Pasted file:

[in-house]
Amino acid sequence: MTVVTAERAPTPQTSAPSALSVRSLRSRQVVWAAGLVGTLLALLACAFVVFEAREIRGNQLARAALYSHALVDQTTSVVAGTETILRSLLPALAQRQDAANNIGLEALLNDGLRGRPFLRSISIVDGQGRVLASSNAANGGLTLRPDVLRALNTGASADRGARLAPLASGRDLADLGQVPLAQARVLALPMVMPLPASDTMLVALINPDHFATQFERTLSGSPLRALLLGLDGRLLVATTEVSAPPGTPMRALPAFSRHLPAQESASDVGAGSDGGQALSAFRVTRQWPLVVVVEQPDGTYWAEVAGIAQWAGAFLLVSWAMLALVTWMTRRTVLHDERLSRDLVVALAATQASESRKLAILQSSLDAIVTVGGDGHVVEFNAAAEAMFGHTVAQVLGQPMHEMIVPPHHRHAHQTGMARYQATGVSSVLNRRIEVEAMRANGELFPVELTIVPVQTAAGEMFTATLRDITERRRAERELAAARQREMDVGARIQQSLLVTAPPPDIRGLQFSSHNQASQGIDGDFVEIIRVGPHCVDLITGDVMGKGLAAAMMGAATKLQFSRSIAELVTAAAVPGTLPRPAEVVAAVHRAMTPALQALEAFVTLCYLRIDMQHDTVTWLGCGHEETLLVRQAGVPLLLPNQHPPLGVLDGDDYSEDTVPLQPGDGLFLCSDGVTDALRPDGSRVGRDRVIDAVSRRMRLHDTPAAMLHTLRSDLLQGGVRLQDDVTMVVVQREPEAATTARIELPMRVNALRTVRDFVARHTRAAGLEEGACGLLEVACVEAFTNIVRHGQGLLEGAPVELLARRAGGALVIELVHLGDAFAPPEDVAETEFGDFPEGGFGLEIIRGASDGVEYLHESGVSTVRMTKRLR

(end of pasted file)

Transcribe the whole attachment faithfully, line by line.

[in-house]
Amino acid sequence: MTVVTAERAPTPQTSAPSALSVRSLRSRQVVWAAGLVGTLLALLACAFVVFEAREIRGNQLARAALYSHALVDQTTSVVAGTETILRSLLPALAQRQDAANNIGLEALLNDGLRGRPFLRSISIVDGQGRVLASSNAANGGLTLRPDVLRALNTGASADRGARLAPLASGRDLADLGQVPLAQARVLALPMVMPLPASDTMLVALINPDHFATQFERTLSGSPLRALLLGLDGRLLVATTEVSAPPGTPMRALPAFSRHLPAQESASDVGAGSDGGQALSAFRVTRQWPLVVVVEQPDGTYWAEVAGIAQWAGAFLLVSWAMLALVTWMTRRTVLHDERLSRDLVVALAATQASESRKLAILQSSLDAIVTVGGDGHVVEFNAAAEAMFGHTVAQVLGQPMHEMIVPPHHRHAHQTGMARYQATGVSSVLNRRIEVEAMRANGELFPVELTIVPVQTAAGEMFTATLRDITERRRAERELAAARQREMDVGARIQQSLLVTAPPPDIRGLQFSSHNQASQGIDGDFVEIIRVGPHCVDLITGDVMGKGLAAAMMGAATKLQFSRSIAELVTAAAVPGTLPRPAEVVAAVHRAMTPALQALEAFVTLCYLRIDMQHDTVTWLGCGHEETLLVRQAGVPLLLPNQHPPLGVLDGDDYSEDTVPLQPGDGLFLCSDGVTDALRPDGSRVGRDRVIDAVSRRMRLHDTPAAMLHTLRSDLLQGGVRLQDDVTMVVVQREPEAATTARIELPMRVNALRTVRDFVARHTRAAGLEEGACGLLEVACVEAFTNIVRHGQGLLEGAPVELLARRAGGALVIELVHLGDAFAPPEDVAETEFGDFPEGGFGLEIIRGASDGVEYLHESGVSTVRMTKRLR